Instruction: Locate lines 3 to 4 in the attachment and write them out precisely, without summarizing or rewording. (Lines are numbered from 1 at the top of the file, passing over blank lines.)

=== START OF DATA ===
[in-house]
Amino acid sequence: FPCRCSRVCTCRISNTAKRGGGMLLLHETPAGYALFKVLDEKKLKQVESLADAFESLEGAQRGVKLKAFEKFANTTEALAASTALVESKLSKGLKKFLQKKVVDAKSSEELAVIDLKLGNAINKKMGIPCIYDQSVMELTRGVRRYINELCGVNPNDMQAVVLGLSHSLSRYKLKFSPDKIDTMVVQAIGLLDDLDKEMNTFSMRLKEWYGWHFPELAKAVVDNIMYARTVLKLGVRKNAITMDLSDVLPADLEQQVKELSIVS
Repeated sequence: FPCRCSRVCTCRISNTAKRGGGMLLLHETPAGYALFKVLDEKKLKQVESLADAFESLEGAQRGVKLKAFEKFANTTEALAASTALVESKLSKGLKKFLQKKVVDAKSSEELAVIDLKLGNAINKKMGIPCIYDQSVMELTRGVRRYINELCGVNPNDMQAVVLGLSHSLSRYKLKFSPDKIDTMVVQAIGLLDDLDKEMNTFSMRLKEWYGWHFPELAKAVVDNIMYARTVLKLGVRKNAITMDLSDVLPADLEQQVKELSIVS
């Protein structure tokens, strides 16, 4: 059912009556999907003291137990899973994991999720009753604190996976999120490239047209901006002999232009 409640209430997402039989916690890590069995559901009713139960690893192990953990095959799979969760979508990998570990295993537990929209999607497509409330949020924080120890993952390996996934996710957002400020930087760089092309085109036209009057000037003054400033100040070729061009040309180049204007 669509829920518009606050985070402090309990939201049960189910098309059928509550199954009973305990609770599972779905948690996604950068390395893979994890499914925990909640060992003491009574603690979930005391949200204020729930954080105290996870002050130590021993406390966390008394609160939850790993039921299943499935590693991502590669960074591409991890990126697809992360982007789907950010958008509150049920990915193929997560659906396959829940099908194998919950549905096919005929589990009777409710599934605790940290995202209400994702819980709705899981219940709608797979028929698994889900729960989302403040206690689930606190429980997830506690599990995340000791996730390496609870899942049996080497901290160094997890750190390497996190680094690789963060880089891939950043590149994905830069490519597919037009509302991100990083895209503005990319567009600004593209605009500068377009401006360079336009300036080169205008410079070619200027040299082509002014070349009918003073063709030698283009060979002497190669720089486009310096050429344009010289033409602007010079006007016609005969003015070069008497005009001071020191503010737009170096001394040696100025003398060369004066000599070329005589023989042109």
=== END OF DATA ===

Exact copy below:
Repeated sequence: FPCRCSRVCTCRISNTAKRGGGMLLLHETPAGYALFKVLDEKKLKQVESLADAFESLEGAQRGVKLKAFEKFANTTEALAASTALVESKLSKGLKKFLQKKVVDAKSSEELAVIDLKLGNAINKKMGIPCIYDQSVMELTRGVRRYINELCGVNPNDMQAVVLGLSHSLSRYKLKFSPDKIDTMVVQAIGLLDDLDKEMNTFSMRLKEWYGWHFPELAKAVVDNIMYARTVLKLGVRKNAITMDLSDVLPADLEQQVKELSIVS
């Protein structure tokens, strides 16, 4: 059912009556999907003291137990899973994991999720009753604190996976999120490239047209901006002999232009 409640209430997402039989916690890590069995559901009713139960690893192990953990095959799979969760979508990998570990295993537990929209999607497509409330949020924080120890993952390996996934996710957002400020930087760089092309085109036209009057000037003054400033100040070729061009040309180049204007 669509829920518009606050985070402090309990939201049960189910098309059928509550199954009973305990609770599972779905948690996604950068390395893979994890499914925990909640060992003491009574603690979930005391949200204020729930954080105290996870002050130590021993406390966390008394609160939850790993039921299943499935590693991502590669960074591409991890990126697809992360982007789907950010958008509150049920990915193929997560659906396959829940099908194998919950549905096919005929589990009777409710599934605790940290995202209400994702819980709705899981219940709608797979028929698994889900729960989302403040206690689930606190429980997830506690599990995340000791996730390496609870899942049996080497901290160094997890750190390497996190680094690789963060880089891939950043590149994905830069490519597919037009509302991100990083895209503005990319567009600004593209605009500068377009401006360079336009300036080169205008410079070619200027040299082509002014070349009918003073063709030698283009060979002497190669720089486009310096050429344009010289033409602007010079006007016609005969003015070069008497005009001071020191503010737009170096001394040696100025003398060369004066000599070329005589023989042109």